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Scott Caraher took over as the senior portfolio manager for the fund from Gunther Stein, who departed at the end of 2018. Mr. Caraher is the co-head of investments, a member of the risk committee and responsible for Symphony’s retail and institutional bank loan-focused portfolios, including credit trading related to bank loans. Mr. Caraher has served more than 15 years at Symphony. Prior to joining the firm in 2002, he was an investment banking analyst in the industrial group at Deutsche Banc Alex Brown in New York. Mr. Caraher received a BS in finance from Georgetown University.

Expenses and Leverage:

JFR’s annualized operating expenses (including advisory fees) relative to average net assets were 3.41% as of 06/28/19. This is comprised of 1.35% of fund management and administration expenses, and 2.06% of interest expense. As of 06/28/19, the fund had total debt of $379.5 million, including $264.5 million of debt and $115.0 of term preferred shares, which equates to leverage of 37.75% to net assets.

Though the expense ratio seems to be on the higher side, it is worth pointing out that this is primarily attributable to the component of interest expense which is a direct consequence of the use of leverage. In our view, the management fees being paid to Symphony are reasonable, especially considering Symphony is an attractive boutique investment manager with deep expertise across a range of traditional and alternative investments through an array of vehicles and customized strategies.

And whilst the leverage ratio is significant, it’s not unreasonable considering the lower volatility of the asset class and the well-diversified nature of the portfolio. Further, the management team’s experience and discipline give us an added level of confidence. And worth noting, due to the large scale of Nuveen, LLC’s operations, this fund gets much lower institutional borrowing rates compared to the average individual investor.

Distribution Yield:

JFR has been following a policy of paying monthly distributions since inception, and the fund’s distribution yield is currently at 7.58%. Since the fund primarily invests in floating rate securities, it receives income as interest and in turn, the distribution is completely in the form of current income. On one hand, receiving distributions in the form of current income may have higher tax implications for investors as the tax rate for ordinary income is usually higher than the tax rate for long-term capital gains. However, from a sustainability standpoint, income distributions are usually more attractive than short-term capital gains and/or a return of capital (which can create some undesirable tax consequences related to lowering your investment cost basis). We’re comfortable with how this fund generates the income for its distribution payments.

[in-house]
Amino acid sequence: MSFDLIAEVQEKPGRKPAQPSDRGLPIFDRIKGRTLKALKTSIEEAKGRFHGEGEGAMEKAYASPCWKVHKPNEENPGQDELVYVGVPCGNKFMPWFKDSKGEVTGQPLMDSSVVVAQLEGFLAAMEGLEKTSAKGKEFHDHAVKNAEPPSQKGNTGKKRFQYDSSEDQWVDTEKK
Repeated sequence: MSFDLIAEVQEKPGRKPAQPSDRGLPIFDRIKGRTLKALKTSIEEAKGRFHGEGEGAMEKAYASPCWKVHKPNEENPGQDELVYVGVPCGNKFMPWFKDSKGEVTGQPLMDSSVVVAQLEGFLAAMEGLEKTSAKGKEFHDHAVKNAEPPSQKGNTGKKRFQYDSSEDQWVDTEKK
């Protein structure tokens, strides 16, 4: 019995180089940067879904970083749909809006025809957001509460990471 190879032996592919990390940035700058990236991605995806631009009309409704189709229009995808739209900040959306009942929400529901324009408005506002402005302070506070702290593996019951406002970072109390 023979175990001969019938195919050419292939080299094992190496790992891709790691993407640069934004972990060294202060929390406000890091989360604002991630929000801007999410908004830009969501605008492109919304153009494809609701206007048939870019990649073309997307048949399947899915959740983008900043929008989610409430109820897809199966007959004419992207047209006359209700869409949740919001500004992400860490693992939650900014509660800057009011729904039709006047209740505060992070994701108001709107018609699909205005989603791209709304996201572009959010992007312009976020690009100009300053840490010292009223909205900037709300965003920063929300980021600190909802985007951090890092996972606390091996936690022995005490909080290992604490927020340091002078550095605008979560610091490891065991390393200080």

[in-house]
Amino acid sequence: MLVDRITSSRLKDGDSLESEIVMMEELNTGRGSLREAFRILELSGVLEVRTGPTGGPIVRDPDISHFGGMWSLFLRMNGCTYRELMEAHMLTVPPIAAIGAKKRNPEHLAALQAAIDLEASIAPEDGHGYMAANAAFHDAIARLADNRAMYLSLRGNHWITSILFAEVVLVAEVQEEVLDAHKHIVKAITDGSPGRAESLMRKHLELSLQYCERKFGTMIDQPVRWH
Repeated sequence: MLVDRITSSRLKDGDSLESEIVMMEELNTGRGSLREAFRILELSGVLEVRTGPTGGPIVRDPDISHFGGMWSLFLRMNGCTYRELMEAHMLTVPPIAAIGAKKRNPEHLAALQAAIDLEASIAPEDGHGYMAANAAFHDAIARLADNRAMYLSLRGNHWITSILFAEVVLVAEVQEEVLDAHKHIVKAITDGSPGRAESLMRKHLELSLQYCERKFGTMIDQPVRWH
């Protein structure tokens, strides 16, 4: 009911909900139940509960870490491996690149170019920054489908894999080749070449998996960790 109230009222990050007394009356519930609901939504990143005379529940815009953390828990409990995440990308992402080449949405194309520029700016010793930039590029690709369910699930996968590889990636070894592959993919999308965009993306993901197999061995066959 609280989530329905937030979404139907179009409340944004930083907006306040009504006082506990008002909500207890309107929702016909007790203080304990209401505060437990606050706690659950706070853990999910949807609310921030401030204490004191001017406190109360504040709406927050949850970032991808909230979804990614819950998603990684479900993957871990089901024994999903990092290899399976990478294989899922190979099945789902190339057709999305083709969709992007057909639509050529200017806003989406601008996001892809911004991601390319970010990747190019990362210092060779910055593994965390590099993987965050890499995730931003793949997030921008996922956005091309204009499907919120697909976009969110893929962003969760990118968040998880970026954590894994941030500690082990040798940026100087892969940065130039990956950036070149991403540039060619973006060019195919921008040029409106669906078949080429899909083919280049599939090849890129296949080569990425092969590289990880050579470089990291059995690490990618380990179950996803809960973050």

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Discount to NAV:

JFR is currently trading at an attractive discount of 11.63% to its NAV. As seen in the chart below[5], this is considerably higher than the historical discount to NAV over the last 5 years, and this is attractive in our view.

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The level of discount/premium at which floating rate closed-end funds trade varies as per individual investors’ expectations (i.e. supply and demand for the shares). And considering the recent change in interest expectations from higher to lower, there has been a large amount of selling pressure on this floating rate fund—thereby causing the discount to get too wide (an attractive time to invest, in our view). Remember, the underlying securities in the fund are generally much more efficiently priced than the shares of a closed-end fund. And in this case, it has created an attractive opportunity to access the income stream of the underlying holdings at an attractively discounted price.

Risks:

One of the biggest risks associated with investing in this fund is the floating rate characteristics of the fund. However, considering the fact that rates are already quite low, the interest rate floor on many of the bank loans protects the interest rates from declining significantly. Another risk is the credit risk associated with below investment-grade loans as these loans carry a relatively higher risk of default (however, recall that the majority of the loans are “senior” loans thereby given them priority in the capital structure to subordinated debt tranches). And although corporate loan default rates are low, averaging around 3% in 2018, the level of corporate indebtedness is rising, not just in the US but around the world. However, some of the credit risk involved with investing in the debt of low-credit-quality companies is offset by a floating-rate loan's capital structure "seniority" and the collateral backing it. Historically, default recovery rates on floating-rate loans have been higher than that of high-yield bonds, which has meant lower potential credit losses for investors[6]. Not to mention, the diversified holdings of this portfolio (JFR holds a lot of securities) also helps to reduce risk.

Conclusion:

If you are an income-focused contrarian investor, JFR is attractive not only because of its big yield (+7.6%, payments are monthly), and not only because the market may be expecting more interest rate cuts than will actually happen, but also because the fund trades at a very attractive discount to its net asset value (to a large extent, JFR allows you to access the underlying income stream at a widely discounted price). Further still, the fund is able to access an asset class that is generally not available to individual investors (i.e. floating rate bank loans). And regardless of interest rate changes, this fund is extremely likely to continue paying big income distribution payments to investors. And if/when interest rate expectations start moving higher again (or at least less lower), this fund will perform particularly well thanks to its floating interest rate payments. We currently own shares of the Nuveen Floating Rate Income Fund (JFR) within our high yielding well-diversified Blue Harbinger Alternative Fixed Income (“AIF”) Portfolio.